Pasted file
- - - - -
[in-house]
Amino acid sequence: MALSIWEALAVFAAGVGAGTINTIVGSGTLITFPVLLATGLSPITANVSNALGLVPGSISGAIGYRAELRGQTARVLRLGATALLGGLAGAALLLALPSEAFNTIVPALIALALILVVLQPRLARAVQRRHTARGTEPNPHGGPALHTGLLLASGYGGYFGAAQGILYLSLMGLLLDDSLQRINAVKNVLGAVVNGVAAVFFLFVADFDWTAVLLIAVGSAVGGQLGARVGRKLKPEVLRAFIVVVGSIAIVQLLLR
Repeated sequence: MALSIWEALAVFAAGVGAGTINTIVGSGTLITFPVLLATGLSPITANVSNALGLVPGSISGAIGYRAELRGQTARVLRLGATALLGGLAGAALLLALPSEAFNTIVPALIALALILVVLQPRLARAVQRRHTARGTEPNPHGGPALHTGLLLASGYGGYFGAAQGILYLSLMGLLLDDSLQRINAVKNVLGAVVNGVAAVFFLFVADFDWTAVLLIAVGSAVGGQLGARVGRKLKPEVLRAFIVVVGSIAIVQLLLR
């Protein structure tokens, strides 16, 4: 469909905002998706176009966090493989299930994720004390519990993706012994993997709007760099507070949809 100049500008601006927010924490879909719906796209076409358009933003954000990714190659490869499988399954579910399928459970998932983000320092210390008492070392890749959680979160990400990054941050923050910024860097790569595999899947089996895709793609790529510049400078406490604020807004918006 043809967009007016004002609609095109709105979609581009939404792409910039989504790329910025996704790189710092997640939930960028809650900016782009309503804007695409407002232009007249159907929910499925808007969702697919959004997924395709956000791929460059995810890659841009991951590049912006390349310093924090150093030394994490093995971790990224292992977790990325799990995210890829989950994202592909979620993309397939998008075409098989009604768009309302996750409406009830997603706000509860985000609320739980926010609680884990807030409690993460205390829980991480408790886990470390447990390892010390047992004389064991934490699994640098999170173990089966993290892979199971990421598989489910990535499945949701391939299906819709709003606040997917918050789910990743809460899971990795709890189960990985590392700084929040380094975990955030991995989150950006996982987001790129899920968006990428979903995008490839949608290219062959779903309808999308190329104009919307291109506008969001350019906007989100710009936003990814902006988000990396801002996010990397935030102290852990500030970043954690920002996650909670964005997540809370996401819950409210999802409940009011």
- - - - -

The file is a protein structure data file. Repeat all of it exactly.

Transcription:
[in-house]
Amino acid sequence: MALSIWEALAVFAAGVGAGTINTIVGSGTLITFPVLLATGLSPITANVSNALGLVPGSISGAIGYRAELRGQTARVLRLGATALLGGLAGAALLLALPSEAFNTIVPALIALALILVVLQPRLARAVQRRHTARGTEPNPHGGPALHTGLLLASGYGGYFGAAQGILYLSLMGLLLDDSLQRINAVKNVLGAVVNGVAAVFFLFVADFDWTAVLLIAVGSAVGGQLGARVGRKLKPEVLRAFIVVVGSIAIVQLLLR
Repeated sequence: MALSIWEALAVFAAGVGAGTINTIVGSGTLITFPVLLATGLSPITANVSNALGLVPGSISGAIGYRAELRGQTARVLRLGATALLGGLAGAALLLALPSEAFNTIVPALIALALILVVLQPRLARAVQRRHTARGTEPNPHGGPALHTGLLLASGYGGYFGAAQGILYLSLMGLLLDDSLQRINAVKNVLGAVVNGVAAVFFLFVADFDWTAVLLIAVGSAVGGQLGARVGRKLKPEVLRAFIVVVGSIAIVQLLLR
């Protein structure tokens, strides 16, 4: 469909905002998706176009966090493989299930994720004390519990993706012994993997709007760099507070949809 100049500008601006927010924490879909719906796209076409358009933003954000990714190659490869499988399954579910399928459970998932983000320092210390008492070392890749959680979160990400990054941050923050910024860097790569595999899947089996895709793609790529510049400078406490604020807004918006 043809967009007016004002609609095109709105979609581009939404792409910039989504790329910025996704790189710092997640939930960028809650900016782009309503804007695409407002232009007249159907929910499925808007969702697919959004997924395709956000791929460059995810890659841009991951590049912006390349310093924090150093030394994490093995971790990224292992977790990325799990995210890829989950994202592909979620993309397939998008075409098989009604768009309302996750409406009830997603706000509860985000609320739980926010609680884990807030409690993460205390829980991480408790886990470390447990390892010390047992004389064991934490699994640098999170173990089966993290892979199971990421598989489910990535499945949701391939299906819709709003606040997917918050789910990743809460899971990795709890189960990985590392700084929040380094975990955030991995989150950006996982987001790129899920968006990428979903995008490839949608290219062959779903309808999308190329104009919307291109506008969001350019906007989100710009936003990814902006988000990396801002996010990397935030102290852990500030970043954690920002996650909670964005997540809370996401819950409210999802409940009011």